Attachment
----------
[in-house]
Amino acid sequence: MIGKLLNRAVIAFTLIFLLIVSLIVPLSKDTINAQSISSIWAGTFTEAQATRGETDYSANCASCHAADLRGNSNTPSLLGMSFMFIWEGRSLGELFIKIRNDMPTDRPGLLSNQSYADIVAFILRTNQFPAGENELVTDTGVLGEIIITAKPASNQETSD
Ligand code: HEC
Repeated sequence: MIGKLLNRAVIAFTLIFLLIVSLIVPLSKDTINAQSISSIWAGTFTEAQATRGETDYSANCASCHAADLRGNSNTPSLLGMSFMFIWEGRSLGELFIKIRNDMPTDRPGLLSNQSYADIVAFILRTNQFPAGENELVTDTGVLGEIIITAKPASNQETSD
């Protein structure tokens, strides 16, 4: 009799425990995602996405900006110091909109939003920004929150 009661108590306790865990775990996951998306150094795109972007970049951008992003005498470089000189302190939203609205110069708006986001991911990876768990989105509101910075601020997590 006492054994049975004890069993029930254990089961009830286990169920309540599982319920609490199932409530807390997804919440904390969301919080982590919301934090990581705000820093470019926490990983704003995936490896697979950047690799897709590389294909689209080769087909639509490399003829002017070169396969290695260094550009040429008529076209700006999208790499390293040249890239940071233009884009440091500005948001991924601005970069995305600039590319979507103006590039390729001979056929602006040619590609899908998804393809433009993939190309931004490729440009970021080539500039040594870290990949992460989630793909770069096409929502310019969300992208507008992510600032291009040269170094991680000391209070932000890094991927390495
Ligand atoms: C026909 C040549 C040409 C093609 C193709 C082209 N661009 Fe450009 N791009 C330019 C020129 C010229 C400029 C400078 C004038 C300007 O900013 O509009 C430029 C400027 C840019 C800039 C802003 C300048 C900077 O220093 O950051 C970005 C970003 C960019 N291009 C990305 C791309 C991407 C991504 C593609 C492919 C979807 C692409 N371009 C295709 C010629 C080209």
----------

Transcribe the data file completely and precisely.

[in-house]
Amino acid sequence: MIGKLLNRAVIAFTLIFLLIVSLIVPLSKDTINAQSISSIWAGTFTEAQATRGETDYSANCASCHAADLRGNSNTPSLLGMSFMFIWEGRSLGELFIKIRNDMPTDRPGLLSNQSYADIVAFILRTNQFPAGENELVTDTGVLGEIIITAKPASNQETSD
Ligand code: HEC
Repeated sequence: MIGKLLNRAVIAFTLIFLLIVSLIVPLSKDTINAQSISSIWAGTFTEAQATRGETDYSANCASCHAADLRGNSNTPSLLGMSFMFIWEGRSLGELFIKIRNDMPTDRPGLLSNQSYADIVAFILRTNQFPAGENELVTDTGVLGEIIITAKPASNQETSD
């Protein structure tokens, strides 16, 4: 009799425990995602996405900006110091909109939003920004929150 009661108590306790865990775990996951998306150094795109972007970049951008992003005498470089000189302190939203609205110069708006986001991911990876768990989105509101910075601020997590 006492054994049975004890069993029930254990089961009830286990169920309540599982319920609490199932409530807390997804919440904390969301919080982590919301934090990581705000820093470019926490990983704003995936490896697979950047690799897709590389294909689209080769087909639509490399003829002017070169396969290695260094550009040429008529076209700006999208790499390293040249890239940071233009884009440091500005948001991924601005970069995305600039590319979507103006590039390729001979056929602006040619590609899908998804393809433009993939190309931004490729440009970021080539500039040594870290990949992460989630793909770069096409929502310019969300992208507008992510600032291009040269170094991680000391209070932000890094991927390495
Ligand atoms: C026909 C040549 C040409 C093609 C193709 C082209 N661009 Fe450009 N791009 C330019 C020129 C010229 C400029 C400078 C004038 C300007 O900013 O509009 C430029 C400027 C840019 C800039 C802003 C300048 C900077 O220093 O950051 C970005 C970003 C960019 N291009 C990305 C791309 C991407 C991504 C593609 C492919 C979807 C692409 N371009 C295709 C010629 C080209």